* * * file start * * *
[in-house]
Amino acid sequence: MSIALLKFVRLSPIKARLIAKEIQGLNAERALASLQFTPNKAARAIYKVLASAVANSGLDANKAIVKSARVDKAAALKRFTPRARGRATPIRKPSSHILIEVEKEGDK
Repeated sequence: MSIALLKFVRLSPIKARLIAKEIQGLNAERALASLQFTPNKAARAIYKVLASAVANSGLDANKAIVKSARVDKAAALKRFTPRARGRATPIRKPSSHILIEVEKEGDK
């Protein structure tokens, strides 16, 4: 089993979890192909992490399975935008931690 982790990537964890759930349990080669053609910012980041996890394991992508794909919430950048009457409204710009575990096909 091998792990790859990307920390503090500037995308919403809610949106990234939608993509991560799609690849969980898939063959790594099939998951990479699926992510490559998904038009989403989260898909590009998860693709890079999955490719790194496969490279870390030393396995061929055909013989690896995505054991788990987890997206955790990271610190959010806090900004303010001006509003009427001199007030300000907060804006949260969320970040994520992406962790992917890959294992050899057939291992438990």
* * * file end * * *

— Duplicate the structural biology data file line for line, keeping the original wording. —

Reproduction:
[in-house]
Amino acid sequence: MSIALLKFVRLSPIKARLIAKEIQGLNAERALASLQFTPNKAARAIYKVLASAVANSGLDANKAIVKSARVDKAAALKRFTPRARGRATPIRKPSSHILIEVEKEGDK
Repeated sequence: MSIALLKFVRLSPIKARLIAKEIQGLNAERALASLQFTPNKAARAIYKVLASAVANSGLDANKAIVKSARVDKAAALKRFTPRARGRATPIRKPSSHILIEVEKEGDK
């Protein structure tokens, strides 16, 4: 089993979890192909992490399975935008931690 982790990537964890759930349990080669053609910012980041996890394991992508794909919430950048009457409204710009575990096909 091998792990790859990307920390503090500037995308919403809610949106990234939608993509991560799609690849969980898939063959790594099939998951990479699926992510490559998904038009989403989260898909590009998860693709890079999955490719790194496969490279870390030393396995061929055909013989690896995505054991788990987890997206955790990271610190959010806090900004303010001006509003009427001199007030300000907060804006949260969320970040994520992406962790992917890959294992050899057939291992438990």